For men life begins when the last child leaves home and the dog dies. Well, that is what has happened. It’s just us now.
Phil and I hold each other in the small exam room in the Vet’s office. Phoebe, our 14 year old Lab is with Dr Sven in back. He is starting an IV line and is giving her a little something to make her sleepy, in readiness for the big sleep. She is suffering from many things an old dog endures–joint pain, hearing loss, anxiety, vestibular disease, laryngeal paralysis. We agree it is time she has a rest after her good, long, happy life.
Phil tells me he is proud of me, that I am willing to let Phoebe go. He left the timing up to me, knowing it would be so hard. He reminds me, “One journey is over, a new one is starting.”
We are unfettered with the demands of the feeding of others. We can make unplanned stops, stay late, even overnight, no one is expecting us. Home is quiet, empty, dusty.
It’s the Empty Nest or Table for Two lifestyle* we are living now. Call it what you like. I think I will call it “The becoming”.
Our oldest is married and has returned with her husband after three years in New York, buying a house and having their first child. Our son is also in town after a time in Seattle. Our youngest is living and working in Chicago.
Phil is retired now. He left a technology company he formed, grew and sold. He says it nearly killed him. The hours. Stress of 24/7 service, the hacks. And his almost heart attack confirmed it. On our 27th wedding anniversary, after dinner and a walk, we spent the night at the Heart Hospital and more recently, just this past January it happened again. More stents placed in his heart.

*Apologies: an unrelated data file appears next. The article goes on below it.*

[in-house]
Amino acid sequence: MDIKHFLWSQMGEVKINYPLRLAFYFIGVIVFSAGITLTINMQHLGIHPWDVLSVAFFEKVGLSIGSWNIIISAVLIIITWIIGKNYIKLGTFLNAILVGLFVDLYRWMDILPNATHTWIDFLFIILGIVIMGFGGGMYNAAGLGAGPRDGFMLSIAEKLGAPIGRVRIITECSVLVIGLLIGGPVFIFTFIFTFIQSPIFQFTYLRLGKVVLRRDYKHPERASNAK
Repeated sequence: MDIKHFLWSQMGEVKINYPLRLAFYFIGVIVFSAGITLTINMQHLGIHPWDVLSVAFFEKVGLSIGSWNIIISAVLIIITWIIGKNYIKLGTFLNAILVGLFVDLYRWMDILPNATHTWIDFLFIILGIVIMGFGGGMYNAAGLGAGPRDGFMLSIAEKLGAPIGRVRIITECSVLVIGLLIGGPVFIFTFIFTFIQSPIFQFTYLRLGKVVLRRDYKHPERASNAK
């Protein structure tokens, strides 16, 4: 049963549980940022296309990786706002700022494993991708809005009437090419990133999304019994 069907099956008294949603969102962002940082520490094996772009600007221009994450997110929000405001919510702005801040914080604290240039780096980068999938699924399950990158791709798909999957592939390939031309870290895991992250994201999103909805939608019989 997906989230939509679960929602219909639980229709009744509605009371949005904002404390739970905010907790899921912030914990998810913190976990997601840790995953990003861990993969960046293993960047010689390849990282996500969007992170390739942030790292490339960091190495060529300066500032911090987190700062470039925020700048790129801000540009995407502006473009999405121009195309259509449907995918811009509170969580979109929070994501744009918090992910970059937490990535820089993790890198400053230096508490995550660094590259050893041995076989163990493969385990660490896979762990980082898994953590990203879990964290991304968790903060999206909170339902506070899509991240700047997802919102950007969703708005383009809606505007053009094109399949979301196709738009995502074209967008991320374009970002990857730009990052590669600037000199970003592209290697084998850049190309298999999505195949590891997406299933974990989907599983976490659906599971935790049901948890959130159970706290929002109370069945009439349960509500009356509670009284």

He spends more time at the cabin these days, working, fixing, tending. He loves it there. Can be without the trappings of city life. No Lattes. No traffic or Sudoku puzzles in the daily newspaper. He meanders. Talks to the guys at the lumber yard. Gets his hair cut for 15 dollars. Watches over the propane tank fill, reports on the stars when he calls me before bed.
Anna Quindlen says in her memoir, Lots of Candles, Plenty of Cake, “First I was who I was, then I didn’t know who I was. Then, I invented someone and became her. Then, I began to like what I’d invented. And finally I was what I was again.” I think of it this way: The someone I have been involves others; loved ones who are central in my life, and now I am finding them away from me, so that part of myself needs to recede and reshape. My children need me in a different way or maybe less, or not at all. I find myself asking myself, “Who am I to them now?”
Confidant? Bank roller? Enforcer? Overseer? Keeper?